The British showed magnanimity in victory, as Winston Churchill put it later in his memoirs. In this they were the glorious counterpoint to the victorious Germans, who in the years before had oppressed, enslaved and plundered large parts of Europe.

And because in those post war times Britain extended a hand to defeated Germany, brought so low, it became possible gradually to rediscover those liberal values which had been almost entirely forgotten here after the end of the first German democracy.

The advance of the Allied forces in the last months of the war that had been unleashed by Germany saved the lives of countless people in the concentration and prison camps in Dachau and in Buchenwald, in Sachsenhausen and in Auschwitz, and in many other places. However, we must not forget that before the British, Soviet, American and other soldiers could liberate the camps, people there and in many towns and villages near the front were still being shot, hanged, robbed of life by other fanatical Germans who, right till the very end, did not want to believe that the end had come.

Even those who had survived the inferno and been liberated would never be the same again. In the words of the Austrian author and essayist Jean Améry, a survivor of Auschwitz and Bergen-Belsen:

"We emerged from the camp stripped, robbed, emptied out, disoriented – and it was a long time before we were able even to learn the ordinary language of freedom."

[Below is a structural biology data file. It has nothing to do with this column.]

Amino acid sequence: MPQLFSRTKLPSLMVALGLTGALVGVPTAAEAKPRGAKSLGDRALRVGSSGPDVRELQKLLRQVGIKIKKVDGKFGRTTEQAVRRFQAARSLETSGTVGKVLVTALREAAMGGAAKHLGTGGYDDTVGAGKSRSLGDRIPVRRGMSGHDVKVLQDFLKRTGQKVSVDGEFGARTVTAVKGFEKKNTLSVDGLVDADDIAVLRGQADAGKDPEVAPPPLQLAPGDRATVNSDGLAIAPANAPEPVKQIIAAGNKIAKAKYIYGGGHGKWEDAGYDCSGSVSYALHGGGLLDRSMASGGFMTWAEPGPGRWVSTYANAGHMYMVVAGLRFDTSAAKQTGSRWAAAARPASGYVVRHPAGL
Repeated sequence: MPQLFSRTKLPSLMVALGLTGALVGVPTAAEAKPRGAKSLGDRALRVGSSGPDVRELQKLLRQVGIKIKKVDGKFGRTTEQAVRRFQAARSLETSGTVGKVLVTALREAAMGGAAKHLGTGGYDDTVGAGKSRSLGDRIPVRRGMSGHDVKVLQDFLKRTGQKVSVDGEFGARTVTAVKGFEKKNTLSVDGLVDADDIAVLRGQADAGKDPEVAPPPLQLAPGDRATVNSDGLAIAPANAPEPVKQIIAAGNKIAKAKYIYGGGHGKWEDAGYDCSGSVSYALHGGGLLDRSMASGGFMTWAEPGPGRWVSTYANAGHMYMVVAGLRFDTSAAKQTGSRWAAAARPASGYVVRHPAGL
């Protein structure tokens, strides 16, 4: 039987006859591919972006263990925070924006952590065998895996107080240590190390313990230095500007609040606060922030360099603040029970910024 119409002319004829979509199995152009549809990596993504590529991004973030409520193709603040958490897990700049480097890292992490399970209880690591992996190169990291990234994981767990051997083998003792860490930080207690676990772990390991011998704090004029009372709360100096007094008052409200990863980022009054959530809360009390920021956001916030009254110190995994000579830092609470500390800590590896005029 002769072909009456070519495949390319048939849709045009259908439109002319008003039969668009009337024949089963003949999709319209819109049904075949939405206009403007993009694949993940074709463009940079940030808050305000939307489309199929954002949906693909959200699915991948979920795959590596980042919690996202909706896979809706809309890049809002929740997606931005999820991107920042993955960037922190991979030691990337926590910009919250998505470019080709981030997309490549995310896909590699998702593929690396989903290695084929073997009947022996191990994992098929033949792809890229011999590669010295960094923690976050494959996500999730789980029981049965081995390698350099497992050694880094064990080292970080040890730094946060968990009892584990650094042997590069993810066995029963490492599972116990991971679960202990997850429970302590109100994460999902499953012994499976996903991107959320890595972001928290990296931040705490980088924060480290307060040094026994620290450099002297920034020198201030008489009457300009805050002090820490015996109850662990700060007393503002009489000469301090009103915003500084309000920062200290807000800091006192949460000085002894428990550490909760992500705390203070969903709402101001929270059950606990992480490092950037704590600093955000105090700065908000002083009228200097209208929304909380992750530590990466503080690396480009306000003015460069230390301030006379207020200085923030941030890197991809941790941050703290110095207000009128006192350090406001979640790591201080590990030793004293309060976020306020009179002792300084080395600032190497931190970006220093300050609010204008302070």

Many Germans had trouble with this "ordinary language of freedom" after 1945 – for very different reasons, obviously. After 1945 what they wanted most of all was to forget and make a fresh start. Their own guilt was relativised, and many focused on their own suffering. This is reflected in how the people dealt with the crimes committed here in Bergen-Belsen. The trials of the main perpetrators began even before the end of 1945, but the German people showed little interest. How that has changed over the past few decades.

Many more years were to pass before society in the Federal Republic of Germany finally embarked on a frank, honest and self critical examination of National Socialist history.

Reckoning with the past requires knowledge, thoughtfulness and the ability to reflect on one’s own failings, indeed to admit one’s own guilt and to open one’s heart and mind to the sufferings of others. One person who early on possessed all these qualities was the first head of state of the Federal Republic of Germany, Theodor Heuss. In 1952, at the opening of the Bergen-Belsen memorial site, he said: "Anyone who speaks here as a German must have the inner freedom to recognise the full horror of the crimes committed here by Germans." And he admitted "We knew of these things." There were very few in the Federal Republic back then, particularly in institutions of the state, who would have been brave enough to make such an admission.

The opening of the Bergen-Belsen memorial received international attention, but was initially little noticed by the German public. Federal Chancellor Adenauer visited the memorial eight years later, spurred on by current events, namely an attack on the recently dedicated synagogue in Cologne. Important impetus for further developments at the memorial came later, and repeatedly from within society. In particular, the 1980s saw the emergence of what we would nowadays call a grassroots movement for active remembrance.